When my youngest sister was a baby, I recall telling my mom through gritted teeth: “Ugh, she’s so cute, I can’t stand it. I just want to squeeze her!”

Years later, I still feel this overwhelming pull to squeeze adorable things: when my son belly-laughs, when my puppy rests his perfect little head on my lap or when I think about Baby Dory.

This burning desire to playfully squeeze, bite, pinch or growl at cute things — without any actual intention to harm — is called “cute aggression.” Social psychologist Oriana Aragón and her research team at Yale University gave this phenomenon its name. The term caught the media’s attention after it was presented at a 2013 conference, and it took off from there.

Lest you feel like some kind of weirdo for feeling this way, it turns out cute aggression is actually quite common. Aragón estimates that 50% to 60% of the population experiences it.

Cute aggression is an example of what researchers call “dimorphous expression” — when your internal feelings and the outward expression of those feelings seem to contradict one another. Other examples might include crying during joyful moments, like a wedding or the birth of a child, or laughing during an uncomfortable conversation.

Aragón and her Yale colleagues hypothesized that because dimorphous expression seems to occur when a person is overwhelmed with emotion, cute aggression could be a mechanism to help regulate these intense feelings. And they found some evidence to support that.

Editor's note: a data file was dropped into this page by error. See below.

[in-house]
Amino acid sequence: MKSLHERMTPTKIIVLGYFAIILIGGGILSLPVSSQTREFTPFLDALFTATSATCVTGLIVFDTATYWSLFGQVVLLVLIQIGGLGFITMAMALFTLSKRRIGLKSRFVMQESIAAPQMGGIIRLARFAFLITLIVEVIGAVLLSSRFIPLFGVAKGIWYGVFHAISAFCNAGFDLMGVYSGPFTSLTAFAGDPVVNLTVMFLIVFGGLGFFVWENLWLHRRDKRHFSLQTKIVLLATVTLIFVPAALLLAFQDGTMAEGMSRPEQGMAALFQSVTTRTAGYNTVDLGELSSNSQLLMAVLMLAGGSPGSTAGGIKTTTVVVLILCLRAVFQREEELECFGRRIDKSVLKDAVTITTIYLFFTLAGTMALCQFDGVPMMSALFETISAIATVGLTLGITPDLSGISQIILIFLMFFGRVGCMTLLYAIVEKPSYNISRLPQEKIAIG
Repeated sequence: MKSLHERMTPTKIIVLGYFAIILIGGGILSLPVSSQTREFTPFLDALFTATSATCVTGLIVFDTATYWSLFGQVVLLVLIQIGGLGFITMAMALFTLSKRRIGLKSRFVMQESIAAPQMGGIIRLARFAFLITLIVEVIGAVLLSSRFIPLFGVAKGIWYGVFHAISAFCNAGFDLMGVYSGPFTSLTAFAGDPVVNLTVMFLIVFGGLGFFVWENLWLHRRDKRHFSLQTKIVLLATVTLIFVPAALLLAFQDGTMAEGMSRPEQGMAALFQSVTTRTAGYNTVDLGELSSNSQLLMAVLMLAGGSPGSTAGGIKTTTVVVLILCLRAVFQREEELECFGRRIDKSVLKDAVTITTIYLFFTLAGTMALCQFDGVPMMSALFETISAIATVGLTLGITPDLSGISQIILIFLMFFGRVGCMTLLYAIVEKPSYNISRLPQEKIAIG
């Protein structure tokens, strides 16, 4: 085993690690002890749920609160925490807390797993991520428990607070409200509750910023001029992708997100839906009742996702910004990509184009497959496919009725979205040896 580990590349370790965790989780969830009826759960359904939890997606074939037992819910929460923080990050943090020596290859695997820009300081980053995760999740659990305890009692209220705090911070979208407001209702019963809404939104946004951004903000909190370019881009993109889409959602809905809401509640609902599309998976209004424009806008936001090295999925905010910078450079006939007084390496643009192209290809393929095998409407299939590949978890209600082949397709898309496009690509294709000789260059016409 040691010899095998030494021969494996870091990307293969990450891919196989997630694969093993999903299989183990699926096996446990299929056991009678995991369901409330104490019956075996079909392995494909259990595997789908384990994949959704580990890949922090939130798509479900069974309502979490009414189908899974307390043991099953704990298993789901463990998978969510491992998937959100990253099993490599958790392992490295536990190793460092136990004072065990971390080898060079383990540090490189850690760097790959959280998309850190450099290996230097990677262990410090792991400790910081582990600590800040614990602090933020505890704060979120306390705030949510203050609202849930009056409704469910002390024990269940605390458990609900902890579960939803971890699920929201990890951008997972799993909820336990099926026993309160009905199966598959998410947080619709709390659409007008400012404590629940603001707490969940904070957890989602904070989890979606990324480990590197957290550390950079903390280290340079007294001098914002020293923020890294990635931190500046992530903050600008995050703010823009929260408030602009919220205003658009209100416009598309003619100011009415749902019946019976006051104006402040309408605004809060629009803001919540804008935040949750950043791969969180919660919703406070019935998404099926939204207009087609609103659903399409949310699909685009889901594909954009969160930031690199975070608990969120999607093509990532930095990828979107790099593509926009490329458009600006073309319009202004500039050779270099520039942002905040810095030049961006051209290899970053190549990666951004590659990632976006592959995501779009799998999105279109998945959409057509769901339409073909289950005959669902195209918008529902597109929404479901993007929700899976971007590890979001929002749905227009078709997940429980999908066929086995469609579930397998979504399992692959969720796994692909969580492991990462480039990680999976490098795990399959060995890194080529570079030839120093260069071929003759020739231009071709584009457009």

In their study, which was published in 2015, participants viewed photos of babies with more infantile features (digitally altered to have larger eyes and cheeks and smaller noses) and less infantile features (manipulated to have smaller eyes and cheeks and larger noses). Then they were asked to rate how strongly they agreed with statements such as “When I look at this baby, I feel like I am overwhelmed by very strong positive feelings”; “I feel like pinching those cheeks”; and “I feel like I want to take care of it.” Participants were also asked to gauge their emotional state before and after they were presented with the images.

Researchers found that the people who experienced feelings of cute aggression did “come down off the ‘cute high’ faster,” Aragón, now an assistant professor at Clemson University, told HuffPost. “They …….

Source: https://www.huffpost.com/entry/cute-aggression-squeeze-babies-puppies_l_61d5f463e4b061afe3ae3237

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